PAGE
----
Saturday, May 29, 2021

Case of the Underwood 5 - cosmetic touch-ups

Following the structural repair, the case lid and base of the Underwood 5 typewriter have now also been 'touched-up' cosmetically.

There are still spots and blemishes, but much cleaner and protected with a coat of varnish. Still not sure about that lining, it does look a bit 'wonky'. One side-panel's lining is skewed 'off' by a few degrees. The gold lining was however re-applied with precision, following exactly the visible marks of the original lining.

In touching-up the case lid, the first step was removing all the dried-out spider and fly droppings. With a small, sharp screwdriver these can be 'chiseled' off, most will disintegrate in a puff of dust. Several however had embedded themselves and attacked the underlying paint, leaving a bare metal spot.

All the bare spots and all the scruffs and scratch marks were then filled in with a matte black enamel paint, using a fine 'camel-hair' brush. To check colour-matching, the surface was wetted with a cloth - this evens out the surface finish and allows checking for colour only. When the light catches the surface, the touched-in spots can be clearly seen.

What can also be clearly seen is that the newly applied gold lining is not 'straight'. 

This was a bit of a 'judgment call'; how to re-do the lining (or if to re-do it at all). An option was to create new lining according to the old pattern, but now accurately spaced out and straight. In the end I opted to re-do it by exactly tracing the original lines - these could still be seen as a shiny outline on the dulled paint.

That the original lining was so wobbly and in-accurate was surprising to me - on such an expensive article I would have expected more care and precision to have been applied. Even for hand-lining, this seems a bit 'slap-dash' - the spacing on the front-lower lines is remarkably uneven!

Having decided to do a restoration of the original appearance, a leather strap was positioned right up to an original line and then fixed in place with masking tape. Then the original line was re-traced with a gold pen with a steady, constant stroke-speed for an even thickness and intensity. (First several different gold pens and markers were tested on black card. The house-label of a local department store turned out to be the best. A proper 'brassy' golden colour (many pens are mostly yellow) and proper opaque, visible on black.)

After the lining was re-applied, the whole case was given a spray-coat of protective varnish. For this case, an acrylic artists-vanish was used - a quick-drying and non-yellowing varnish. The old, dull paint of the case seemed to 'suck in' the first coat. It very likely had become completely porous over the past century. With another few coats of the varnish, it now has a reasonably even, satin-gloss finish. Not the high-gloss it originally had, but it looks appropriate for the overall age and condition.

The clasps that hold the lid onto the studs of the base had rusted. Using a card to protect the finish around the clasp, these were cleaned-up and brightened with some steel-wool. A small drop of oil to make the slides go easier again.

The base-plate is assembled from three planks glued together. One side-plank had a small split at the end, so this was glued down again. Clamped with some thin plastic sheet to prevent accidentally gluing the clamping blocks to the base.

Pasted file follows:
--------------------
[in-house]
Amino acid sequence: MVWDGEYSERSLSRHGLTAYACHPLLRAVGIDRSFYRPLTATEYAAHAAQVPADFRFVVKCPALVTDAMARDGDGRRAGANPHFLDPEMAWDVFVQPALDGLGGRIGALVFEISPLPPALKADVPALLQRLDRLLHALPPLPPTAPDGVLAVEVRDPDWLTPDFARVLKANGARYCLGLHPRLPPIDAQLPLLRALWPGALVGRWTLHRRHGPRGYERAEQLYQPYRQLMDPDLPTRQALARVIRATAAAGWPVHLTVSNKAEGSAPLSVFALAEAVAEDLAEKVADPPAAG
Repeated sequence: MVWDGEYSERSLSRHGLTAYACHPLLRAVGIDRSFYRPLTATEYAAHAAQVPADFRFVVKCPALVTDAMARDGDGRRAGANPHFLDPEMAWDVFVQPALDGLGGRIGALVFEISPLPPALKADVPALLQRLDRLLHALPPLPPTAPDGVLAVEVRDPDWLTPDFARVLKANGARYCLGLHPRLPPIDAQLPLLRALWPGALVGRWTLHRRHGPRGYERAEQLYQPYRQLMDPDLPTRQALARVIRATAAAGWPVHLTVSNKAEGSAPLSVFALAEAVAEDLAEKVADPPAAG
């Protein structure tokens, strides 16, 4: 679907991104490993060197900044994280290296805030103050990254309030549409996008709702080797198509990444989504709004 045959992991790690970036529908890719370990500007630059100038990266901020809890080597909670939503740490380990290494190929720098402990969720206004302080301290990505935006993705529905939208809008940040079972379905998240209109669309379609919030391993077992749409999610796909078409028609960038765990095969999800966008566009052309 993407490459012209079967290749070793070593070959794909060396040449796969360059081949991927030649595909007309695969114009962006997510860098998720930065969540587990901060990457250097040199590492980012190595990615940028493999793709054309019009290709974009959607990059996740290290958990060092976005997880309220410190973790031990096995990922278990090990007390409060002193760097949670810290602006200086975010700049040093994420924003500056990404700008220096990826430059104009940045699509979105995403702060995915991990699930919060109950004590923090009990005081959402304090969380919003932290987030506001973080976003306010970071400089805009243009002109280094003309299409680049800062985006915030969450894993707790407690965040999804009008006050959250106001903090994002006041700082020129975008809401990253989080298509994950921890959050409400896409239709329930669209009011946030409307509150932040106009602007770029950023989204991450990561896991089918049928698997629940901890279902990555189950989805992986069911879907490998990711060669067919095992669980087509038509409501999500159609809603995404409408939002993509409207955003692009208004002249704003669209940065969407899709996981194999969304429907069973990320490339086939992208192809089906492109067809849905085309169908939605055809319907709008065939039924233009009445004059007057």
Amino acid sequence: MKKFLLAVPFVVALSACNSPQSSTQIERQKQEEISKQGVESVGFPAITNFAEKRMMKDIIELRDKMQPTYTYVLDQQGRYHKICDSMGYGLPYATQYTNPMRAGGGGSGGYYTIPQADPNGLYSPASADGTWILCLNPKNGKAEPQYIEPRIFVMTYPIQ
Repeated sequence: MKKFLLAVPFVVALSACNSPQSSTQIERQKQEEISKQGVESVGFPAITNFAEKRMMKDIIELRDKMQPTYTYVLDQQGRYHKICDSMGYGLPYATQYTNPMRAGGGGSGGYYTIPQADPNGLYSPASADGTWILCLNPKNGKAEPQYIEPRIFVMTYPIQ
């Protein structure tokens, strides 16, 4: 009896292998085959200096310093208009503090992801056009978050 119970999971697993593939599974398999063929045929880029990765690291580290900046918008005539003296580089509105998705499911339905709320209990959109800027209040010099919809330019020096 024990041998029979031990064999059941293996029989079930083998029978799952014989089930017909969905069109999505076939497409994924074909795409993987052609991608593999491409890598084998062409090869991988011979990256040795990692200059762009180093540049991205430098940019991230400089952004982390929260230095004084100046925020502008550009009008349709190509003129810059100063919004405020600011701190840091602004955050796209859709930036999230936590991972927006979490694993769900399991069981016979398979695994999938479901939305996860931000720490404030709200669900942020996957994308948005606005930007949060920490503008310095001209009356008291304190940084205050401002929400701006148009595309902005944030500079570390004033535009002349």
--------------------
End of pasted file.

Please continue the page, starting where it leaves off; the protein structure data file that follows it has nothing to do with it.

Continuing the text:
Bare spots on the wooden base were given some acrylic lacquer, rubbed in with a rag. This should fill the 'open' wood and not affect the overall original finish of the remaining lacquer.

The end result is then a stabilised and restored protective transport case for the Underwood 5 typewriter. It's cleaner and looking more like it originally did in 1920, yet it still does look its age.

Including the somewhat 'wonky' gold lining :-)

Sunday, May 23, 2021

Case lid of the Underwood 5 - structural repair, closing a broken corner-seam

This case lid of the recently arrived Underwood 5 typewriter is still in reasonably good condition. From browsing several online-ads for machines with a case, it can be seen that these lids often suffer severe blows and often look 'beaten-up'. Several must have had something heavy stacked on top and then succumbed to the weight (the load then probably resting on the typewriter inside...).

On this one there are the normal scuffs and scratches, some minor 'dings' and the lacquer has dulled to a matte finish; but overall it is very good. (The inside still has the original gloss finish.)

Even so, this specimen did get a nasty knock to the side, busting open the rear-right corner-seam. The side-panel was a bit crumpled, but straightened out nicely with some gentle bending. The seam can still be seen to be open, but it should all fit together again.

To allow the case to continue to protect its typewriter, this was fixed-up. (The Underwood Champion is waiting for its new feet to be manufactured, so is temporarily 'paused'.)

The edges of the seam were sanded down to bare metal, to allow re-soldering of the joint. With some wooden blocks, the rear-corner seam was clamped in position. (Found out later that the top-edge was not quite as nicely aligned, but it will have to do.)

First applied some flux into the seam (not very runny, might have been better to apply before clamping everything in place). Then the seam was filled with tin, using an electric soldering iron. The few spots of excess solder were filed away - then the corner was firm again and closed - a bright, shiny corner-line.

As the final step in the case-lid structural repair, the soldered seam was touched up with some matte black enamel paint. As an experiment, also the scuffs and scratches on this side-panel were filled-in with the black enamel.

Not perfect, but it will probably hold for a while and it is not too noticeable - a good fix to do :-)